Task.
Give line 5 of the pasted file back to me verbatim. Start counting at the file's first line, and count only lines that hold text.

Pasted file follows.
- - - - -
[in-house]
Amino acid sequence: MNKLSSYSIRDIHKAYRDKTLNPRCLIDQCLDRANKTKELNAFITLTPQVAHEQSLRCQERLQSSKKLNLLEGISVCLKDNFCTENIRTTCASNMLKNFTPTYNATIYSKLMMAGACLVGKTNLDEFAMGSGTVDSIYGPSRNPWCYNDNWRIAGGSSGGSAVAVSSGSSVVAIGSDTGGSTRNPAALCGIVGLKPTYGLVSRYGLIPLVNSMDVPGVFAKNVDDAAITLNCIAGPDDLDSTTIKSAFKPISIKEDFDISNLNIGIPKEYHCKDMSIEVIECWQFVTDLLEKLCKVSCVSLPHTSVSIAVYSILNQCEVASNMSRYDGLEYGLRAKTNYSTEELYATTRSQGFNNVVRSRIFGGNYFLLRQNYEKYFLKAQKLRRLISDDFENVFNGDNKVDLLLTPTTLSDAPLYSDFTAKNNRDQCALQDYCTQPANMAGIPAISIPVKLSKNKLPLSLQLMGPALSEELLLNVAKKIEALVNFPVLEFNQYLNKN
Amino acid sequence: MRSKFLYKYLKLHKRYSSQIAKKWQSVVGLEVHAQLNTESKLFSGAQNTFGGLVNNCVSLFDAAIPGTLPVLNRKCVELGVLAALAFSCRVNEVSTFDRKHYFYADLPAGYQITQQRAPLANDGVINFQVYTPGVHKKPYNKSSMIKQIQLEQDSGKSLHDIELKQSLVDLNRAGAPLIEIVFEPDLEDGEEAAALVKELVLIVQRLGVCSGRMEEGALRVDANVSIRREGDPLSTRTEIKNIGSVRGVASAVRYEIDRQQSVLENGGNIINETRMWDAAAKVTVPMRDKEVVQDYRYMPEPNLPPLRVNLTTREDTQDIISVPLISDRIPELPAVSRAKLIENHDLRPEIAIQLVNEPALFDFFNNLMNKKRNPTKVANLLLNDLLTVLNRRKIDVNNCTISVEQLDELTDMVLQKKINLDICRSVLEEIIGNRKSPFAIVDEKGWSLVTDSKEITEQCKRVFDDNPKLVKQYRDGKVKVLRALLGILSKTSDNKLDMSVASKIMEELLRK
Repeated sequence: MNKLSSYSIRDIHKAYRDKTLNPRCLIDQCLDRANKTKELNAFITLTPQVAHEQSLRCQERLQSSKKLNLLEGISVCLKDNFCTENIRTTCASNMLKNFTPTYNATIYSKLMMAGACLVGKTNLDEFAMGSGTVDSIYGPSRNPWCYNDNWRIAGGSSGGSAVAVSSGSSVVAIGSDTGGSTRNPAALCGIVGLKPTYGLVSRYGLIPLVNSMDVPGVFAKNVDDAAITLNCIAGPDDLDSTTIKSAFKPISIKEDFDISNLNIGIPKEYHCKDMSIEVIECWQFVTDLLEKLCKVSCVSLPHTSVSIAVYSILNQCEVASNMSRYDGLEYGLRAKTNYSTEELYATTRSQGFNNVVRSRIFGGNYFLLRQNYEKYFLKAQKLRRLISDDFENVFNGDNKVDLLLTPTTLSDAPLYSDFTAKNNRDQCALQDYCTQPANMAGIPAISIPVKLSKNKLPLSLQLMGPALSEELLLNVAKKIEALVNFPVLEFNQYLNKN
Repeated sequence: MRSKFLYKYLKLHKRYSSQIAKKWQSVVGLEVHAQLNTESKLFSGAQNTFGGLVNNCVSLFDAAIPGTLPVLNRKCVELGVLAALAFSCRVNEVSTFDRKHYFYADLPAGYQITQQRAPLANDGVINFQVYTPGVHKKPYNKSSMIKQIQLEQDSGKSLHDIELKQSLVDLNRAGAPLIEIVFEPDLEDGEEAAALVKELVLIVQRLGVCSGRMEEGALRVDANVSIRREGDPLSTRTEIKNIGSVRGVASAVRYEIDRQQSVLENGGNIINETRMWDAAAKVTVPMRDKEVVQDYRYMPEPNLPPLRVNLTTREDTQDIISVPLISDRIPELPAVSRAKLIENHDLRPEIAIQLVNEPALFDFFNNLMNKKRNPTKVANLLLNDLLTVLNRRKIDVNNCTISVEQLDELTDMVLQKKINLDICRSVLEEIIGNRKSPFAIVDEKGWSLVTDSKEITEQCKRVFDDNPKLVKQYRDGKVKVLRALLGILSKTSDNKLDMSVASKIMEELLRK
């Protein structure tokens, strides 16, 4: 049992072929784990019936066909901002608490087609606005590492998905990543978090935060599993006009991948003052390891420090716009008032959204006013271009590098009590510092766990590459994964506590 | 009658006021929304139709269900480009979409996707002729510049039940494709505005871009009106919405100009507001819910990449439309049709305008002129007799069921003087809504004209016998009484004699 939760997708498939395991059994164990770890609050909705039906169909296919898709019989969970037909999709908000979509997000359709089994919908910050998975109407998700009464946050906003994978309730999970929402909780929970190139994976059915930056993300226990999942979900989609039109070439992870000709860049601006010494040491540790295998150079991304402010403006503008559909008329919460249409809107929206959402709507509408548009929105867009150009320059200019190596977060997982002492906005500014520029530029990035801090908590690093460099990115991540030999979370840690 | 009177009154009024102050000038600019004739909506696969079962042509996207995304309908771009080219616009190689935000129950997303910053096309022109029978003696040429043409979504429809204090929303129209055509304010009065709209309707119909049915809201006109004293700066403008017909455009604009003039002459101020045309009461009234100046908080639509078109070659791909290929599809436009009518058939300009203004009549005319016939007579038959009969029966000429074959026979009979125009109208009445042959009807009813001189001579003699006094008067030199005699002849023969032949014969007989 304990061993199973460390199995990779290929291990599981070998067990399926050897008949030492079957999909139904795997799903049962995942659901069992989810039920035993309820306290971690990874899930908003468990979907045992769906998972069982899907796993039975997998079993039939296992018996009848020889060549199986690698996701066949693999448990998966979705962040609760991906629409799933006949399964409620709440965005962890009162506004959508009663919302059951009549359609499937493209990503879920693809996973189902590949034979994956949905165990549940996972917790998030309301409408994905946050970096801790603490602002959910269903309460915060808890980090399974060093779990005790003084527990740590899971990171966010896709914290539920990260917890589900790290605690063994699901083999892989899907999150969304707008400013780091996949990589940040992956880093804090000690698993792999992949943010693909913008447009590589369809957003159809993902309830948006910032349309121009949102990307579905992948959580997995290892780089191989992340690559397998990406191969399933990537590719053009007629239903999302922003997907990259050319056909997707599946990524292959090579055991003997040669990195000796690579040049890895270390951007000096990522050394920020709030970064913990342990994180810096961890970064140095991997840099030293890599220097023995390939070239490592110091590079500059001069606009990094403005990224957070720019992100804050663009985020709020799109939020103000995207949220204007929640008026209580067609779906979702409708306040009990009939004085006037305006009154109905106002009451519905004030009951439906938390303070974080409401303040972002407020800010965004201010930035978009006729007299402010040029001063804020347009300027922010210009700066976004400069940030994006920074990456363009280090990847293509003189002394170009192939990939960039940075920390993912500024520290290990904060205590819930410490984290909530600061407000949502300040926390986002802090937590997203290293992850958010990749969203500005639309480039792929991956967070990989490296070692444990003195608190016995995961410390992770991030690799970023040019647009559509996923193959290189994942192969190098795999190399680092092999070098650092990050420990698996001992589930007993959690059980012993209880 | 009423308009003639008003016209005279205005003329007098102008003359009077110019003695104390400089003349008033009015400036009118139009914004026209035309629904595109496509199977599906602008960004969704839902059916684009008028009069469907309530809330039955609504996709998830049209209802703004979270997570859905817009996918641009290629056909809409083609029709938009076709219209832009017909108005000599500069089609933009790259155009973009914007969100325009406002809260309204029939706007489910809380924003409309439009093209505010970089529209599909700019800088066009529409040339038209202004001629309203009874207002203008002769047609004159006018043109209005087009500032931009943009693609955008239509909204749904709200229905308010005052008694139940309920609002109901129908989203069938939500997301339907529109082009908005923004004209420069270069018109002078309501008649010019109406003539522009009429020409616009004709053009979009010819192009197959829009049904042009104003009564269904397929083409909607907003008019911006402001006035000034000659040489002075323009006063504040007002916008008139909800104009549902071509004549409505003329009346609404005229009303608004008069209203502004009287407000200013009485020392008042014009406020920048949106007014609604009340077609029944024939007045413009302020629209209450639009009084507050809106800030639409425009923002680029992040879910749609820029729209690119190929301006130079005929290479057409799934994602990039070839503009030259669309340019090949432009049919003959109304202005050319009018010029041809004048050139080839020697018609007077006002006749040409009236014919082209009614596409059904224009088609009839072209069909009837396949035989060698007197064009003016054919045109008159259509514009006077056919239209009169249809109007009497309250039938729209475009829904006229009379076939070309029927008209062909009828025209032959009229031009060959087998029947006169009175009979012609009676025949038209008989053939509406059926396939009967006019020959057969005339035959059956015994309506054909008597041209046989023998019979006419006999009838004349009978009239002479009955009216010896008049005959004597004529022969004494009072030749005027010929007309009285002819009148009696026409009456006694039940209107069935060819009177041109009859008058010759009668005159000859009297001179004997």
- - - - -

Repeated sequence: MRSKFLYKYLKLHKRYSSQIAKKWQSVVGLEVHAQLNTESKLFSGAQNTFGGLVNNCVSLFDAAIPGTLPVLNRKCVELGVLAALAFSCRVNEVSTFDRKHYFYADLPAGYQITQQRAPLANDGVINFQVYTPGVHKKPYNKSSMIKQIQLEQDSGKSLHDIELKQSLVDLNRAGAPLIEIVFEPDLEDGEEAAALVKELVLIVQRLGVCSGRMEEGALRVDANVSIRREGDPLSTRTEIKNIGSVRGVASAVRYEIDRQQSVLENGGNIINETRMWDAAAKVTVPMRDKEVVQDYRYMPEPNLPPLRVNLTTREDTQDIISVPLISDRIPELPAVSRAKLIENHDLRPEIAIQLVNEPALFDFFNNLMNKKRNPTKVANLLLNDLLTVLNRRKIDVNNCTISVEQLDELTDMVLQKKINLDICRSVLEEIIGNRKSPFAIVDEKGWSLVTDSKEITEQCKRVFDDNPKLVKQYRDGKVKVLRALLGILSKTSDNKLDMSVASKIMEELLRK